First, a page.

August 19, 2019 | by Stephanie Powers
I Need to Know: The Lost Music Interviews
Q&A with Author Bill DeYoung
Journalist Bill DeYoung has built a successful lifelong career by asking people questions. In celebration of the release of his third book, I Need to Know: The Lost Music Interviews, he’ll be changing roles and answering them at The Studio@620 on Thursday, August 22.
DeYoung, a reporter and editor for 30 years, including 18-plus at the Gainesville Sun-will sit down with The Palladium’s Executive Director Paul Wilborn for a chat about his interviews of rock superstars – including Tom Petty, Neil Young, Linda Ronstadt and Emmylou Harris – that led to the birth of the publication. The night includes live music and readings from the book.
Creative Pinellas asked DeYoung a few questions ourselves, including what he thinks about Neil Finn – one of his favorite songwriters – being added to Fleetwood Mac.
- Any advice for any aspiring entertainment writers?
Write about what interests you. If you’re passionate about your subject, it will show. If you’re not, find another job. And never confuse your opinion with journalism. Sometimes that’s a fine line to walk.
- Paul Wilborn will be interviewing you live at The Studio@620 event. Do you have a prior relationship with Paul?
Although we first met maybe three years ago, we’re both local boys (him: Temple Terrace, me: St. Pete) and our careers followed relatively similar trajectories. He’s one of the funniest people I know, which counts for a lot. And like me he genuinely cares about the arts in the Tampa Bay community.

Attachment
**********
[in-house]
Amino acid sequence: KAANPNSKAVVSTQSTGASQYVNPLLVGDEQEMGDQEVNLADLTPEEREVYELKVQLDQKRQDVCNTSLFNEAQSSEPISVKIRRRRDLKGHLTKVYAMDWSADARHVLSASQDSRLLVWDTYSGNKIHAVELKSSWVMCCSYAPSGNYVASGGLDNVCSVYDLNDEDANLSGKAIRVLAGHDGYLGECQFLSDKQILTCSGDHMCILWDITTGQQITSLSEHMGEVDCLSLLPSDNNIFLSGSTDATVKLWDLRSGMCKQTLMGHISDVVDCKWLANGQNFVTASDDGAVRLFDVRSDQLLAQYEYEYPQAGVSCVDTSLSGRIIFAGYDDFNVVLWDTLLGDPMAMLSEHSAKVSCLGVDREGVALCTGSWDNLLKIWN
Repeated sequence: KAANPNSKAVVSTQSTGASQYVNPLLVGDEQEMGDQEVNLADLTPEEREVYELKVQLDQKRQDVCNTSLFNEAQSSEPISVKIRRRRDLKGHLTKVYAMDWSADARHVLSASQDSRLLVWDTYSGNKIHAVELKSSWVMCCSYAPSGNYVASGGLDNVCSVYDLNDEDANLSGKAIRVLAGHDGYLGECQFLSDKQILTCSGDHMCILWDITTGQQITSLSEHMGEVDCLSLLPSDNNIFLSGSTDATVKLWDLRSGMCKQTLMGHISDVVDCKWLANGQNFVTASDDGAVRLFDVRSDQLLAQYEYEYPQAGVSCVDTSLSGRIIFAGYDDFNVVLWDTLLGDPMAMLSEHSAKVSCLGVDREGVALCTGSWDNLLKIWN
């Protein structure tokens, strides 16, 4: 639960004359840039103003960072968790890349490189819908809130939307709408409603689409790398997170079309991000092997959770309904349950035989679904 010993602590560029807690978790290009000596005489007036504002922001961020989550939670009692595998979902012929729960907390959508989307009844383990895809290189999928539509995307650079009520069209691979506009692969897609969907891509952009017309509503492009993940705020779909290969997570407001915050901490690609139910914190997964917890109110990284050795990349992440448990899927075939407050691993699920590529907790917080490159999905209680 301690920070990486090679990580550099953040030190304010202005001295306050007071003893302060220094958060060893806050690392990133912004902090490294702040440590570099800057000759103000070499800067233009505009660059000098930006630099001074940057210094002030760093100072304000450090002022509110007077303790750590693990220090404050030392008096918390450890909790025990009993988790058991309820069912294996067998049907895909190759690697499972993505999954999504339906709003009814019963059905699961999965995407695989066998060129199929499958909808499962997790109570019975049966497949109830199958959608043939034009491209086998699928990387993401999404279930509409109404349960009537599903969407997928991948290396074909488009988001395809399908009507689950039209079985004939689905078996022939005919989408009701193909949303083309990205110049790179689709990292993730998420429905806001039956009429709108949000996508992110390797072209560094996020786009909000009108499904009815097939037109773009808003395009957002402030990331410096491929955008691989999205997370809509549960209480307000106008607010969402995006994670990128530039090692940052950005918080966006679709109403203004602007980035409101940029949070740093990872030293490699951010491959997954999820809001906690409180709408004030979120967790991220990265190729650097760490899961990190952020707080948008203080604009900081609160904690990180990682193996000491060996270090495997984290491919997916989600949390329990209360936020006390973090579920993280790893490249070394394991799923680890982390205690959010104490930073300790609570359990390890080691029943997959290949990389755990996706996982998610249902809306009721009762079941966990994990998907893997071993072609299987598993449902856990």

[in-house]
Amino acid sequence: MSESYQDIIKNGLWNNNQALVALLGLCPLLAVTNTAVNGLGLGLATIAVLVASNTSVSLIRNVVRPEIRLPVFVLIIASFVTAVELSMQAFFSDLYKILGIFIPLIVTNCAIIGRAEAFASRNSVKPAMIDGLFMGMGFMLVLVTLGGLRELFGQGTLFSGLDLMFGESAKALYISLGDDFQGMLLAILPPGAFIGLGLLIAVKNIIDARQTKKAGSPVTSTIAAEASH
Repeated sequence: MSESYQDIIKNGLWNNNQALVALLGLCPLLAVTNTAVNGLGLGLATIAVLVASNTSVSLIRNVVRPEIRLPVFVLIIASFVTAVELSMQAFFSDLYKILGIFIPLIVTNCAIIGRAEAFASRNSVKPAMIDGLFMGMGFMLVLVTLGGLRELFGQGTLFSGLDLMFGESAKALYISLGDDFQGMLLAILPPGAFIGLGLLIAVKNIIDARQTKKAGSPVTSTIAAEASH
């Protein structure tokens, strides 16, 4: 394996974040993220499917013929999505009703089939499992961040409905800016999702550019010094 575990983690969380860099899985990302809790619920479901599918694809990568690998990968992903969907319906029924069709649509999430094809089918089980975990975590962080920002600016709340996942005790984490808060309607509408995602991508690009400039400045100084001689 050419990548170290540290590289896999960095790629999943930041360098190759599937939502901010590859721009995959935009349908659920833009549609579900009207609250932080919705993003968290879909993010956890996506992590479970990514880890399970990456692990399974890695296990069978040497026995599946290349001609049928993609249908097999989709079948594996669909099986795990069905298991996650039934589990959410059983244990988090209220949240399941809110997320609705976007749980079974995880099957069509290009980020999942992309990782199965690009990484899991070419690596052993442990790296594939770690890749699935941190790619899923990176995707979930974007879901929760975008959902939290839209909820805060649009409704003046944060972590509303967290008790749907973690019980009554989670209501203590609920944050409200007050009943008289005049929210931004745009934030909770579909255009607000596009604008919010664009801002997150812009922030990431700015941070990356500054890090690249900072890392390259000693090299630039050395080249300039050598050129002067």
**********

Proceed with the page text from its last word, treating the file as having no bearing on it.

- Are you just as comfortable on the other side of the questions?
Not at all. This is my third book, and I’m still not used to it!
- What was the most surprising or weirdest thing you found out about any of your subjects?
I don’t know that anything weird came out of these. When you’re in my line of work, you interview dozens, maybe hundreds, of people each year. In local newspapers, and music magazines, that’s just what you do. You become the connection between your subject and your readers.
The ones in this book represent interviews that I thought were historically interesting and were reasonably detailed – and, in the case of Tom Petty, I think I had a unique perspective because he knew me as the guy from his hometown paper.
- Who was the nicest musician that you interviewed? Not so nice?
In this book? Well, ‘nice’ in journalism is usually interpreted as ‘forthcoming,’ so using that as criteria I’d have to say Merle Haggard. He was engaging, and hilarious, and extremely sincere. Not so nice? Dave Mason – remember, that interview was done 23 years ago – is still known today as a rather difficult person. He was then, too.
- What musician would you have loved to interview but never got the chance?
John Lennon. The Beatles have been very, very important to me, since I was a kid growing up in St. Petersburg.
- Do you ever have to interview a musician whose music you really dislike? How do you stay unbiased?
Oh, sure! Without naming names, of course. At a daily paper, along with massive amounts of local coverage, you did phone interviews with whoever was coming to town, to advance the show. In the ’80s, ’90s and beyond, there were lots of ‘flavors of the week’ pop singers whose music didn’t do anything for me – and more than a few old rockers, teen TV sensations and stuck-up actors. But you stayed objective because that was your job. Everyone was treated respectfully – they were just doing their job, too.
- I noticed that you did a piece on Crowded House years ago. A couple of people I know are Fleetwood Mac fans, and some others are Neil Finn fans. The Finn fans are not excited about his addition to FM. Do you have opinions on the matter?
Yeah, I did lots of pieces with Neil – one of my favorite songwriters – over the years, but I didn’t put any of them in the book. What do I think about the Fleetwood Mac thing? I think that booting Lindsey Buckingham was a petty and ridiculous move. It’s not FM anymore. As for Neil, I guess he can use the money. More power to him.